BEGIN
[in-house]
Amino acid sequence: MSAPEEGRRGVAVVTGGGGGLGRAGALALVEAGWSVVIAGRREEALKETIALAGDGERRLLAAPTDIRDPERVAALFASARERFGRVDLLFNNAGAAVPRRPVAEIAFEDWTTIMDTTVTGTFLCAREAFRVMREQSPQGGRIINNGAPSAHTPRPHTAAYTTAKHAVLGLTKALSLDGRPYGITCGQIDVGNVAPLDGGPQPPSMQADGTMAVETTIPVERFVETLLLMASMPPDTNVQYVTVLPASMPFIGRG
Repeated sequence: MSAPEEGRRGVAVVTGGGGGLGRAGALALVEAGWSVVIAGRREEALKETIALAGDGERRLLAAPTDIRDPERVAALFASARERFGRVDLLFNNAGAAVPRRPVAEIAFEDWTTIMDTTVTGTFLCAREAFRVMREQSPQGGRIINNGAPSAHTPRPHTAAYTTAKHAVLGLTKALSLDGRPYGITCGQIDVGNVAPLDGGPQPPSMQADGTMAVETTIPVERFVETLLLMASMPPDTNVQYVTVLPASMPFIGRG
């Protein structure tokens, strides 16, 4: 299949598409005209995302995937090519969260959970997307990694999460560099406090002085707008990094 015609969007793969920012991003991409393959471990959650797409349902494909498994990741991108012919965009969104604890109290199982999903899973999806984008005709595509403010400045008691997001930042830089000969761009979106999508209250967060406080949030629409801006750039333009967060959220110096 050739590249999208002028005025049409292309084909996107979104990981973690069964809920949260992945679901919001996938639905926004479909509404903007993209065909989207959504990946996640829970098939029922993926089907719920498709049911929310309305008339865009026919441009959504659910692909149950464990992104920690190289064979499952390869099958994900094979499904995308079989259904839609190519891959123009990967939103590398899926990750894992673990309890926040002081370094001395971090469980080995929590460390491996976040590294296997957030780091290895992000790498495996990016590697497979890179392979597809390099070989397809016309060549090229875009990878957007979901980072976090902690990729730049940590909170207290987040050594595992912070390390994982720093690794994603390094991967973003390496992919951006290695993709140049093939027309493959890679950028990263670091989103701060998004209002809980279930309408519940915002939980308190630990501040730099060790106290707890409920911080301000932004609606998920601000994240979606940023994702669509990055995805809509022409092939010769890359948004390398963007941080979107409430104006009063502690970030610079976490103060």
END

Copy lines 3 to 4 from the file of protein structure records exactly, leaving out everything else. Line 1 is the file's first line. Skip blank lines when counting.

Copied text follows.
Repeated sequence: MSAPEEGRRGVAVVTGGGGGLGRAGALALVEAGWSVVIAGRREEALKETIALAGDGERRLLAAPTDIRDPERVAALFASARERFGRVDLLFNNAGAAVPRRPVAEIAFEDWTTIMDTTVTGTFLCAREAFRVMREQSPQGGRIINNGAPSAHTPRPHTAAYTTAKHAVLGLTKALSLDGRPYGITCGQIDVGNVAPLDGGPQPPSMQADGTMAVETTIPVERFVETLLLMASMPPDTNVQYVTVLPASMPFIGRG
């Protein structure tokens, strides 16, 4: 299949598409005209995302995937090519969260959970997307990694999460560099406090002085707008990094 015609969007793969920012991003991409393959471990959650797409349902494909498994990741991108012919965009969104604890109290199982999903899973999806984008005709595509403010400045008691997001930042830089000969761009979106999508209250967060406080949030629409801006750039333009967060959220110096 050739590249999208002028005025049409292309084909996107979104990981973690069964809920949260992945679901919001996938639905926004479909509404903007993209065909989207959504990946996640829970098939029922993926089907719920498709049911929310309305008339865009026919441009959504659910692909149950464990992104920690190289064979499952390869099958994900094979499904995308079989259904839609190519891959123009990967939103590398899926990750894992673990309890926040002081370094001395971090469980080995929590460390491996976040590294296997957030780091290895992000790498495996990016590697497979890179392979597809390099070989397809016309060549090229875009990878957007979901980072976090902690990729730049940590909170207290987040050594595992912070390390994982720093690794994603390094991967973003390496992919951006290695993709140049093939027309493959890679950028990263670091989103701060998004209002809980279930309408519940915002939980308190630990501040730099060790106290707890409920911080301000932004609606998920601000994240979606940023994702669509990055995805809509022409092939010769890359948004390398963007941080979107409430104006009063502690970030610079976490103060």